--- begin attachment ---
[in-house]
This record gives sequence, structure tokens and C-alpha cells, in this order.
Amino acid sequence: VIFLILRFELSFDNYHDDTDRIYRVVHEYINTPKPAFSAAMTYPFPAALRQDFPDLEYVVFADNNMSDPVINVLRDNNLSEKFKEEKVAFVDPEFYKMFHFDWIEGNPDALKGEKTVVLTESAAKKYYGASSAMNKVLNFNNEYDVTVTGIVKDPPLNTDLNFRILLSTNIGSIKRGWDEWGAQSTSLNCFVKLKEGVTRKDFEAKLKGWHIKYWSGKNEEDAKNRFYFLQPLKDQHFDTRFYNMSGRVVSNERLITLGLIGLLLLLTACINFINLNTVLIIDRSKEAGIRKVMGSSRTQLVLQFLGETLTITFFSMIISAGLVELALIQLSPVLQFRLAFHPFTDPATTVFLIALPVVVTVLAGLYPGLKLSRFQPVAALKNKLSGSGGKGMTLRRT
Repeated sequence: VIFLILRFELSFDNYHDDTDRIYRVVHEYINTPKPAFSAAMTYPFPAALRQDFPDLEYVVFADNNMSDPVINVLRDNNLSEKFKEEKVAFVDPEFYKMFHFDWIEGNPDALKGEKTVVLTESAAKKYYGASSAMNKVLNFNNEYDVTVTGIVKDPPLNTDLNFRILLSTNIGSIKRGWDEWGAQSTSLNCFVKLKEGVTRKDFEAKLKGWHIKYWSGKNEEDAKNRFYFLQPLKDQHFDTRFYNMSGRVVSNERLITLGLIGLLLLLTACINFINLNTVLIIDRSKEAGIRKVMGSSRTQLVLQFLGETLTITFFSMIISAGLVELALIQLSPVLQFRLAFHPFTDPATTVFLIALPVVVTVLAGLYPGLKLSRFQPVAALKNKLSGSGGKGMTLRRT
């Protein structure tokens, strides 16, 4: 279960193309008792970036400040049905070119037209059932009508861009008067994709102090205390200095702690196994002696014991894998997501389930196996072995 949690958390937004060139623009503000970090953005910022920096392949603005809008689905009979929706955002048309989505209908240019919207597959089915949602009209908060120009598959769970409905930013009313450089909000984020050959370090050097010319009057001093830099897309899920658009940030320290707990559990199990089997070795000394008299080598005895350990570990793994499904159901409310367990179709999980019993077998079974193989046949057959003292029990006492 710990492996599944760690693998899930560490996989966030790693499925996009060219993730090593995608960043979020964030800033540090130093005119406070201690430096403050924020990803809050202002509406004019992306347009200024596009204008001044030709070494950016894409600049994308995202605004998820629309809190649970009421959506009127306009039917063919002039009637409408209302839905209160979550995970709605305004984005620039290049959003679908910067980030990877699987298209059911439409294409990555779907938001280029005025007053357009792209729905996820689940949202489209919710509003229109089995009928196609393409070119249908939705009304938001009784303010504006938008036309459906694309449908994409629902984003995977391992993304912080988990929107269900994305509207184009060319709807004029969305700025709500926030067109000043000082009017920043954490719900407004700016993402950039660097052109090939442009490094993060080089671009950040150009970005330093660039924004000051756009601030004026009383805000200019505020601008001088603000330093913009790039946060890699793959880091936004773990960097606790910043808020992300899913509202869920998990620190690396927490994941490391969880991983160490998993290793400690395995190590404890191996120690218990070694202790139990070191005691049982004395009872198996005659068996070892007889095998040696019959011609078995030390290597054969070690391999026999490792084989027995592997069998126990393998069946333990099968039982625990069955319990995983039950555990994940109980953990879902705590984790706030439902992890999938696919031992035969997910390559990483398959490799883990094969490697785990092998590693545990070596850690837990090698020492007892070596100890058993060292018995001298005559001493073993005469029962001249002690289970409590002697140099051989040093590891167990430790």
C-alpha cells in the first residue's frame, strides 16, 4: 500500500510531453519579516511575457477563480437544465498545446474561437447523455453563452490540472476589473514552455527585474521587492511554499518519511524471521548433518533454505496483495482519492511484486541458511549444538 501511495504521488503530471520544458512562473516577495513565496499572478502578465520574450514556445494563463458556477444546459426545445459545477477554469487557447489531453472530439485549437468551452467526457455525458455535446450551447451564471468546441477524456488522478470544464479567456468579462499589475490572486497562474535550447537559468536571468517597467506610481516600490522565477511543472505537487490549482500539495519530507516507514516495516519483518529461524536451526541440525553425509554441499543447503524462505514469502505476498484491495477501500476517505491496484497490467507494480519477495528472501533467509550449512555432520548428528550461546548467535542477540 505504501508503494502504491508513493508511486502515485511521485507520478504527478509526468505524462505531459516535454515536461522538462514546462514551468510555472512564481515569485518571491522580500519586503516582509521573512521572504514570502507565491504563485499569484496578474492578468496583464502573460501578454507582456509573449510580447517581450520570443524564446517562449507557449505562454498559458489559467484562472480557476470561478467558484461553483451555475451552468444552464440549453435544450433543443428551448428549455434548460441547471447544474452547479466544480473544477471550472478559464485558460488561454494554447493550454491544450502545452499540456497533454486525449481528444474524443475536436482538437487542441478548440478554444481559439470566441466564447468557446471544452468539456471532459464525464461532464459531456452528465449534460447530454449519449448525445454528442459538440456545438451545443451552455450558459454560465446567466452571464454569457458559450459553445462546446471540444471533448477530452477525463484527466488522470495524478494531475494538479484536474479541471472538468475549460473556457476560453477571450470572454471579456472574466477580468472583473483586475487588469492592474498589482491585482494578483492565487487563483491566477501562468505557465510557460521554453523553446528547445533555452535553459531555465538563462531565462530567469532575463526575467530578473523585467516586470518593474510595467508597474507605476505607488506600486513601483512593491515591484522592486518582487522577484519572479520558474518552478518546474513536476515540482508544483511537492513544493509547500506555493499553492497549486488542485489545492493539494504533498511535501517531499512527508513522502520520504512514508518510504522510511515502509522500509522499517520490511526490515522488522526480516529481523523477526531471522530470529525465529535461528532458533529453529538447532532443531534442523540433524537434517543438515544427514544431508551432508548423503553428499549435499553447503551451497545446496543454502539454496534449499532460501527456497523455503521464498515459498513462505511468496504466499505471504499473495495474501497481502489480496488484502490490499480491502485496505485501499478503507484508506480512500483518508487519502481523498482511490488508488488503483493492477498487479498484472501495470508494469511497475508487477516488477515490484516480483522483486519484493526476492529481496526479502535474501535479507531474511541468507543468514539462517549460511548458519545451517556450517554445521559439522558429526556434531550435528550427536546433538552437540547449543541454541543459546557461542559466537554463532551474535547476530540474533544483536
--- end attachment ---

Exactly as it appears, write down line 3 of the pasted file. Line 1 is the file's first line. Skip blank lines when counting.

Amino acid sequence: VIFLILRFELSFDNYHDDTDRIYRVVHEYINTPKPAFSAAMTYPFPAALRQDFPDLEYVVFADNNMSDPVINVLRDNNLSEKFKEEKVAFVDPEFYKMFHFDWIEGNPDALKGEKTVVLTESAAKKYYGASSAMNKVLNFNNEYDVTVTGIVKDPPLNTDLNFRILLSTNIGSIKRGWDEWGAQSTSLNCFVKLKEGVTRKDFEAKLKGWHIKYWSGKNEEDAKNRFYFLQPLKDQHFDTRFYNMSGRVVSNERLITLGLIGLLLLLTACINFINLNTVLIIDRSKEAGIRKVMGSSRTQLVLQFLGETLTITFFSMIISAGLVELALIQLSPVLQFRLAFHPFTDPATTVFLIALPVVVTVLAGLYPGLKLSRFQPVAALKNKLSGSGGKGMTLRRT